Nerve Growth Factor Promotes Survival of Cultured Cholinergic Neurons from Nucleus Basalis of Meynert of 2-Week-Old Rats

  • Hiroshi Hatanaka
Part of the Advances in Behavioral Biology book series (ABBI, volume 38A)


One of the possible causes of Alzheimer’s disease is thought to be a lack of nerve growth factor (NGF), a molecule that plays an important role in the neuronal differentiation and cell survival of basal forebrain cholinergic neurons.1 These neurons are scattered over the following three areas: medial septum nucleus, diagonal band of Broca (vertical and horizontal limbs), and nucleus basalis of Meynert. The action of NGF on cells in the former two regions has already been investigated in detail.2–6 However, its action on the cholinergic neurons in the nucleus basalis of Meynert has not been investigated extensively. The reason for this sparse research might be that, in the rat and many other experimental animals, detection and isolation of the cholinergic neurons of this nucleus are difficult. In this communication, we measured the number of viable cholinergic neurons in cultures of the nucleus with or without NGF.7,8. This is the first. report on the effects of NGF on the functions of cultured cholinergic neurons of the nucleus basalis of Meynert from postnatal 2-week-old rats.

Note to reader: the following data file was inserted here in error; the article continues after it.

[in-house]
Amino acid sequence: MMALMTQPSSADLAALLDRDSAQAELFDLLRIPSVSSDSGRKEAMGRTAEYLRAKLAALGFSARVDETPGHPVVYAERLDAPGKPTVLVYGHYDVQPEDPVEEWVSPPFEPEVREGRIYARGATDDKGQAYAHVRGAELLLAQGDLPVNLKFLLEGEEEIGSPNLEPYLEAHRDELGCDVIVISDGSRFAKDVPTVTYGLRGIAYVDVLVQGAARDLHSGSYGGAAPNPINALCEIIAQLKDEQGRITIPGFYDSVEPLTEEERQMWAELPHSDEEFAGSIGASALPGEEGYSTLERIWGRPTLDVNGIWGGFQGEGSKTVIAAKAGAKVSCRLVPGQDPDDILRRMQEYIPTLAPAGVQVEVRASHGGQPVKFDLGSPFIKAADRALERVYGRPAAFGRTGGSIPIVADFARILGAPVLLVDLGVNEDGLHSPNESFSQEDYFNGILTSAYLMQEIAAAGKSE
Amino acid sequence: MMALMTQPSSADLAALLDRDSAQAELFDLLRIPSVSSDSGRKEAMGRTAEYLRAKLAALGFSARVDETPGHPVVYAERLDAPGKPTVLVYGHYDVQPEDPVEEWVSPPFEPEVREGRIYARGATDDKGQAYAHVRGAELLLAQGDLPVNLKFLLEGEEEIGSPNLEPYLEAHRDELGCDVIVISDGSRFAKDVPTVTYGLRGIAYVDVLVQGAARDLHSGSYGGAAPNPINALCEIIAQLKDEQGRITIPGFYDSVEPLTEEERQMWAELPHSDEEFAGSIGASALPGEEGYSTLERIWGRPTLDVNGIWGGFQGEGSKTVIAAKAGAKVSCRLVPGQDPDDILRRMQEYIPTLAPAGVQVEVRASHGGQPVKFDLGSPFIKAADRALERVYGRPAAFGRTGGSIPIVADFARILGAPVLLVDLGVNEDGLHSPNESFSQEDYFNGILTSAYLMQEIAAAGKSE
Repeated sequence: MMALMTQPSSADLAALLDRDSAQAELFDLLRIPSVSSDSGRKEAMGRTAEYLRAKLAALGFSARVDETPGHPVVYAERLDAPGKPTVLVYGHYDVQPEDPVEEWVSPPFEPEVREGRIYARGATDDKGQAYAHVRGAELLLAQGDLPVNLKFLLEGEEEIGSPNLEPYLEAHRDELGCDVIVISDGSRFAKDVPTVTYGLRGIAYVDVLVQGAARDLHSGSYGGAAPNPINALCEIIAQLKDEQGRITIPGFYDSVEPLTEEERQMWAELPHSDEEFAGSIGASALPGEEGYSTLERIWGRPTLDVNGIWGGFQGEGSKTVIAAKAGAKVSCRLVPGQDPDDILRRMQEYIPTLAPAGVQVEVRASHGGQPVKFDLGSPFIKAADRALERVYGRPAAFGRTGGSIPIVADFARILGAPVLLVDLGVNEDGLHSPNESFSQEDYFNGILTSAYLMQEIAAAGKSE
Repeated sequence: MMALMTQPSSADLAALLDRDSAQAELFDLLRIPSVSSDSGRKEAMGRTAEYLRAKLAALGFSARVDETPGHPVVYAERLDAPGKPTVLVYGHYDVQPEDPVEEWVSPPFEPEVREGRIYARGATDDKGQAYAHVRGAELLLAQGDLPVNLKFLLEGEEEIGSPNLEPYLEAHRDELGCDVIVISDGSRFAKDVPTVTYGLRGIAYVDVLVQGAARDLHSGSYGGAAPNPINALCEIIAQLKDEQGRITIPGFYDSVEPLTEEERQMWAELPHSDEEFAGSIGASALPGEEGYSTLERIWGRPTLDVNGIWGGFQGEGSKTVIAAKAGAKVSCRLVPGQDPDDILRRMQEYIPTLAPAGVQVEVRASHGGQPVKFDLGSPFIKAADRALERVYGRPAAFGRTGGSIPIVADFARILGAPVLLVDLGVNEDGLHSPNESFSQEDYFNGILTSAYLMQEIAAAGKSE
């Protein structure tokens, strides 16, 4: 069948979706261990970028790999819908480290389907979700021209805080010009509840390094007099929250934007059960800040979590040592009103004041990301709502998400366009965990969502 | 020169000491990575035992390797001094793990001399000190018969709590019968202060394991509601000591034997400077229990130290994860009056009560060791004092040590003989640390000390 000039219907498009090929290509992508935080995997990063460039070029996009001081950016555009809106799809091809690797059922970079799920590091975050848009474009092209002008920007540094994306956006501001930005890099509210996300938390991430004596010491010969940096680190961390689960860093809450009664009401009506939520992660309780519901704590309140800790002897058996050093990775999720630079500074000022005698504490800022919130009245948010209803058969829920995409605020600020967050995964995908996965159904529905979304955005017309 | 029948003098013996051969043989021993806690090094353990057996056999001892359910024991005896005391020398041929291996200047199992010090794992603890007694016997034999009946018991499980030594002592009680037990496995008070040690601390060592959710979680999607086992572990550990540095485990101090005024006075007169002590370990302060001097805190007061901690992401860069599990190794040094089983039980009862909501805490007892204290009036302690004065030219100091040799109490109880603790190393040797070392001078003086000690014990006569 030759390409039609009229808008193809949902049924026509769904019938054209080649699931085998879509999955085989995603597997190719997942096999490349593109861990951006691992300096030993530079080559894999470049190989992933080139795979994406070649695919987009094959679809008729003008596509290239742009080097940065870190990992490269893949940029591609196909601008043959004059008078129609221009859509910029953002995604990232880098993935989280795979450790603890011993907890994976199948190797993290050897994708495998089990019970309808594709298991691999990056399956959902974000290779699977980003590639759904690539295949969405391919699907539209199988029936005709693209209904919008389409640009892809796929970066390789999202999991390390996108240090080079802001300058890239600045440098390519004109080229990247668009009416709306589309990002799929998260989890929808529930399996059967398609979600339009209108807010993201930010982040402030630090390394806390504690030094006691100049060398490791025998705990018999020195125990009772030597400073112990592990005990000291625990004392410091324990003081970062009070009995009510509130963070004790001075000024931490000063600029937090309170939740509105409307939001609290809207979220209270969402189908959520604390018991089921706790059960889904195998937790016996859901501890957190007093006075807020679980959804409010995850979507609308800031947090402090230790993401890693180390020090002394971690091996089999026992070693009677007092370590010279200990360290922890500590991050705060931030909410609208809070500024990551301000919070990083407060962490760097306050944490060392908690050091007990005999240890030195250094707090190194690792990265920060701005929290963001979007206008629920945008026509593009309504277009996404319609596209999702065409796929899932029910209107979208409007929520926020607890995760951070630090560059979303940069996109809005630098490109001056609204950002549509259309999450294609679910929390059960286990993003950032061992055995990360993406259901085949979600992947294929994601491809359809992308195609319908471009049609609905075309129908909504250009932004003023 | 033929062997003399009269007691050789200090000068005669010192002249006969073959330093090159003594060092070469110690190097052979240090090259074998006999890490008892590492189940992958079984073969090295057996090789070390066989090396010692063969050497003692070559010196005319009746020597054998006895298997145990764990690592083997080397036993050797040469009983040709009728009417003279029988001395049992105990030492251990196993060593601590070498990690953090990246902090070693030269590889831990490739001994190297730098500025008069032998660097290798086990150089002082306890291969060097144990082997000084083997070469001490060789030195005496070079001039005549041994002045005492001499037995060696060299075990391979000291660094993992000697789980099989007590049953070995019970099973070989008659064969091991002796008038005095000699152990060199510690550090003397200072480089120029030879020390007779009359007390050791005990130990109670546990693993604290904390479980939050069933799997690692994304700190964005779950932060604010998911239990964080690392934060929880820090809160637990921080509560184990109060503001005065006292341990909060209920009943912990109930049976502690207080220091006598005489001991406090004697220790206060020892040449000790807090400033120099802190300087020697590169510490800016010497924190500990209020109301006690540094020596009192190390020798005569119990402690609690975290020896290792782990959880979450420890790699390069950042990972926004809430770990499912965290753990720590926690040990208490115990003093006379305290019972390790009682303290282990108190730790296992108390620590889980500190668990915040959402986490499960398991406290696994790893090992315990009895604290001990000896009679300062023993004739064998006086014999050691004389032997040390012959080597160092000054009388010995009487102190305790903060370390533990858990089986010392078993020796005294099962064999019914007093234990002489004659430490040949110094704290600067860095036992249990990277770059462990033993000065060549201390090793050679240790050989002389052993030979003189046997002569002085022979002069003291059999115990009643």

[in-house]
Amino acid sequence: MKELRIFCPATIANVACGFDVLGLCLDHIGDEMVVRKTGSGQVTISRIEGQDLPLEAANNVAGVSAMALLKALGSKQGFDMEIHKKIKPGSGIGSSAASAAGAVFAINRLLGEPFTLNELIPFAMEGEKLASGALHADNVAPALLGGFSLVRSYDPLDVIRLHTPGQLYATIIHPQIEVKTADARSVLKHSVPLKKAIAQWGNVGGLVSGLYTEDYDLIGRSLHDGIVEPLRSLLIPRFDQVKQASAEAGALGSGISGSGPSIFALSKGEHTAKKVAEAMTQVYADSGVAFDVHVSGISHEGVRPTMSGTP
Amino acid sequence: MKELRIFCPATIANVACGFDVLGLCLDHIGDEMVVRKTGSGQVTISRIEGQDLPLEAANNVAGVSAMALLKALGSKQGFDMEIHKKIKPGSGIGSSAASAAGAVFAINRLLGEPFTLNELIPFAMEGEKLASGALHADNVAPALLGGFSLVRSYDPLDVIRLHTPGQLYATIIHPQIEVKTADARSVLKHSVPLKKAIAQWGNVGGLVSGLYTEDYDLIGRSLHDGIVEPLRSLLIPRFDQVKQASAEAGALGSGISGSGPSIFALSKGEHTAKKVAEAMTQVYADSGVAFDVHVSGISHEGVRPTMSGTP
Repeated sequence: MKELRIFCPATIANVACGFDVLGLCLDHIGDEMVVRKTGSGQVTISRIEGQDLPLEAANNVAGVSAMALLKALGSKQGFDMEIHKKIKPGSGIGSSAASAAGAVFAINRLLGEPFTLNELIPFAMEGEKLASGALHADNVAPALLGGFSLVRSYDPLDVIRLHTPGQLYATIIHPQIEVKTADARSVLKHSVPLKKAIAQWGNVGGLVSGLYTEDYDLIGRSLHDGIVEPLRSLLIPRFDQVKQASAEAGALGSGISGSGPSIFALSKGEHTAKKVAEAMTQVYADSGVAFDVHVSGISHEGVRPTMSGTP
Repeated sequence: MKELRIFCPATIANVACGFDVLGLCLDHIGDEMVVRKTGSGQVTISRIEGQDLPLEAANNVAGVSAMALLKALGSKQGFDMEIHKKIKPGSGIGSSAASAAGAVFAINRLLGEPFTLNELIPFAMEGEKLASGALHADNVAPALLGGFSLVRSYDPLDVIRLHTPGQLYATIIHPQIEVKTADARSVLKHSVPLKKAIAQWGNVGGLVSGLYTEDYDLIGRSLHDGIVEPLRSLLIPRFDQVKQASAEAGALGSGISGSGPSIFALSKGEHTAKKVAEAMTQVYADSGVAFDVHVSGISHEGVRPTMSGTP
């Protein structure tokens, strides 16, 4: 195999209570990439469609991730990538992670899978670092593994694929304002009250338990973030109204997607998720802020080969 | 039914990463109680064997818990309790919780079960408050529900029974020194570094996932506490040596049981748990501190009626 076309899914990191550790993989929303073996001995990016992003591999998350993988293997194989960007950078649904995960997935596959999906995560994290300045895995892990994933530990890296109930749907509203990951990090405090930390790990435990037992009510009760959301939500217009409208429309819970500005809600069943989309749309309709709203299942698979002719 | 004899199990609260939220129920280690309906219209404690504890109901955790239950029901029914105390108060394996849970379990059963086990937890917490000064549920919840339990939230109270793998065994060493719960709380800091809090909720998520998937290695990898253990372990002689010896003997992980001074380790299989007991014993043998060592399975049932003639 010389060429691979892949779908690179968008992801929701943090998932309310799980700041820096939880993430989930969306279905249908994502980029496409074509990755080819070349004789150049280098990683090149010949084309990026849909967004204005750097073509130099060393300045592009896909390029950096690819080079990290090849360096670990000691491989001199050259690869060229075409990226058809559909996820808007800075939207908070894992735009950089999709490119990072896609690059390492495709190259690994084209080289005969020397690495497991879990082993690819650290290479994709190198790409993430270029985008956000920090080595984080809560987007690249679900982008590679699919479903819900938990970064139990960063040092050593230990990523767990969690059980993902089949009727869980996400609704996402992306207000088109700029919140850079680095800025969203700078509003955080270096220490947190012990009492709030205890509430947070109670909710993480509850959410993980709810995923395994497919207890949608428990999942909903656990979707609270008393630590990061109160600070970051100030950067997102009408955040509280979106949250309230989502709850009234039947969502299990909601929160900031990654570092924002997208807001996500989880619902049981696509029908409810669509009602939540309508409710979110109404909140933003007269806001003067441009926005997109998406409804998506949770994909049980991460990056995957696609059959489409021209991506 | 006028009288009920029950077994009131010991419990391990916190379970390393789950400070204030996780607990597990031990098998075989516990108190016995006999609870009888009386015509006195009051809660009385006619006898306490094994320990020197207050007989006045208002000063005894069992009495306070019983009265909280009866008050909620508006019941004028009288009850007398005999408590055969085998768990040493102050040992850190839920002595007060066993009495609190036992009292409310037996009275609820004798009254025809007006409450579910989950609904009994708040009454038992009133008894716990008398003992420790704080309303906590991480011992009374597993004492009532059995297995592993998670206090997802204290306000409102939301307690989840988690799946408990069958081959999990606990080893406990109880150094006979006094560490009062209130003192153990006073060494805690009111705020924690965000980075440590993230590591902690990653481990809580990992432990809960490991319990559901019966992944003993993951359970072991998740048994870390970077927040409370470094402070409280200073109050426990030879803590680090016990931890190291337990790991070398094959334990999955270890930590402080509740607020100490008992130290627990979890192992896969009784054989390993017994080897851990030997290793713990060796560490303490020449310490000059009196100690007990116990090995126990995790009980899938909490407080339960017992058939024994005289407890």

Nerve Growth Factor Cholinergic Neuron Basal Forebrain Nucleus Basalis Nerve Growth Factor Receptor 
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Copyright information

© Plenum Press, New York 1990

Authors and Affiliations

  • Hiroshi Hatanaka
    • 1
  1. 1.Institute for Protein ResearchOsaka UniversitySuita-shi, Osaka 565Japan

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